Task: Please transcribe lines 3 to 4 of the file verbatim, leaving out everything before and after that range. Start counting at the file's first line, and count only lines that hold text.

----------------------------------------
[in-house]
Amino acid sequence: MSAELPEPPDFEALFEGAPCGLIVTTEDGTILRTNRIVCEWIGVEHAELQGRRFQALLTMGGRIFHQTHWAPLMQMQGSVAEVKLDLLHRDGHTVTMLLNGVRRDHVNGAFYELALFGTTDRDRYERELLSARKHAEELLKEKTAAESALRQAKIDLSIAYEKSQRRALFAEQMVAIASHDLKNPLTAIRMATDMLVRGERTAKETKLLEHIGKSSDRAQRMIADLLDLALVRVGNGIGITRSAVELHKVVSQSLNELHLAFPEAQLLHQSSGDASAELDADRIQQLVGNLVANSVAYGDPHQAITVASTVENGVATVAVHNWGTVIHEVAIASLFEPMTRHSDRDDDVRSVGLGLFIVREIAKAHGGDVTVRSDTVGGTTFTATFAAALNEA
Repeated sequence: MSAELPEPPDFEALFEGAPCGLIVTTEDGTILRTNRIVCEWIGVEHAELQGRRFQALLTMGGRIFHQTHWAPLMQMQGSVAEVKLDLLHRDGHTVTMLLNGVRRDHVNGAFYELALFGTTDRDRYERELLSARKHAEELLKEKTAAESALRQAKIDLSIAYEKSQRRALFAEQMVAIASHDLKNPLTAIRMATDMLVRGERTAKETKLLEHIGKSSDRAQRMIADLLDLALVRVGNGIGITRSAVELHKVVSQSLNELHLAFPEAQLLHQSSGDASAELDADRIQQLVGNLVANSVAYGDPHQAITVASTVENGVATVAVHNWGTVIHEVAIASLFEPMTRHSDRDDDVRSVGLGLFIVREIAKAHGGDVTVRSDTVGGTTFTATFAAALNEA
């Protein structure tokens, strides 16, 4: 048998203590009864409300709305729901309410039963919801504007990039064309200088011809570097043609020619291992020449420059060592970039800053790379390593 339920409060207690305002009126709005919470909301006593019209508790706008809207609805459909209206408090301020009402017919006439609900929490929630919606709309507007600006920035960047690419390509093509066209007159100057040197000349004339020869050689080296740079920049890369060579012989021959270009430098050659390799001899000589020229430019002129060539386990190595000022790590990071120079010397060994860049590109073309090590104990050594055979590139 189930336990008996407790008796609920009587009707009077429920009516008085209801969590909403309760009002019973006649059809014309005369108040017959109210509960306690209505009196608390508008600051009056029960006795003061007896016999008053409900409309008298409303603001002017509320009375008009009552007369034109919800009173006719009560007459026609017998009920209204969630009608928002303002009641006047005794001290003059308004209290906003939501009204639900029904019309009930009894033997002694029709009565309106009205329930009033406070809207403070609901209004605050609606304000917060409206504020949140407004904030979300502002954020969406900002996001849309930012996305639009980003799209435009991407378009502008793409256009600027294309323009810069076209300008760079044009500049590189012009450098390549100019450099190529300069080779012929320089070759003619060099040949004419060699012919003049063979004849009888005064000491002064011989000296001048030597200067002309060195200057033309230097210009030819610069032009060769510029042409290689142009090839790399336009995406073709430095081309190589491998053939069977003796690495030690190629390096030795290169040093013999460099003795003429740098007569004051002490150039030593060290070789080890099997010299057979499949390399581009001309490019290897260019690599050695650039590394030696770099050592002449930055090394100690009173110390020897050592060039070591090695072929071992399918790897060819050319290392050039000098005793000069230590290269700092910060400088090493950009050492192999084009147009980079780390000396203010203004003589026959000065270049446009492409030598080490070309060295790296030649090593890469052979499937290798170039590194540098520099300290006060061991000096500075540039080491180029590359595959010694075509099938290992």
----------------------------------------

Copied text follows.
Repeated sequence: MSAELPEPPDFEALFEGAPCGLIVTTEDGTILRTNRIVCEWIGVEHAELQGRRFQALLTMGGRIFHQTHWAPLMQMQGSVAEVKLDLLHRDGHTVTMLLNGVRRDHVNGAFYELALFGTTDRDRYERELLSARKHAEELLKEKTAAESALRQAKIDLSIAYEKSQRRALFAEQMVAIASHDLKNPLTAIRMATDMLVRGERTAKETKLLEHIGKSSDRAQRMIADLLDLALVRVGNGIGITRSAVELHKVVSQSLNELHLAFPEAQLLHQSSGDASAELDADRIQQLVGNLVANSVAYGDPHQAITVASTVENGVATVAVHNWGTVIHEVAIASLFEPMTRHSDRDDDVRSVGLGLFIVREIAKAHGGDVTVRSDTVGGTTFTATFAAALNEA
């Protein structure tokens, strides 16, 4: 048998203590009864409300709305729901309410039963919801504007990039064309200088011809570097043609020619291992020449420059060592970039800053790379390593 339920409060207690305002009126709005919470909301006593019209508790706008809207609805459909209206408090301020009402017919006439609900929490929630919606709309507007600006920035960047690419390509093509066209007159100057040197000349004339020869050689080296740079920049890369060579012989021959270009430098050659390799001899000589020229430019002129060539386990190595000022790590990071120079010397060994860049590109073309090590104990050594055979590139 189930336990008996407790008796609920009587009707009077429920009516008085209801969590909403309760009002019973006649059809014309005369108040017959109210509960306690209505009196608390508008600051009056029960006795003061007896016999008053409900409309008298409303603001002017509320009375008009009552007369034109919800009173006719009560007459026609017998009920209204969630009608928002303002009641006047005794001290003059308004209290906003939501009204639900029904019309009930009894033997002694029709009565309106009205329930009033406070809207403070609901209004605050609606304000917060409206504020949140407004904030979300502002954020969406900002996001849309930012996305639009980003799209435009991407378009502008793409256009600027294309323009810069076209300008760079044009500049590189012009450098390549100019450099190529300069080779012929320089070759003619060099040949004419060699012919003049063979004849009888005064000491002064011989000296001048030597200067002309060195200057033309230097210009030819610069032009060769510029042409290689142009090839790399336009995406073709430095081309190589491998053939069977003796690495030690190629390096030795290169040093013999460099003795003429740098007569004051002490150039030593060290070789080890099997010299057979499949390399581009001309490019290897260019690599050695650039590394030696770099050592002449930055090394100690009173110390020897050592060039070591090695072929071992399918790897060819050319290392050039000098005793000069230590290269700092910060400088090493950009050492192999084009147009980079780390000396203010203004003589026959000065270049446009492409030598080490070309060295790296030649090593890469052979499937290798170039590194540098520099300290006060061991000096500075540039080491180029590359595959010694075509099938290992």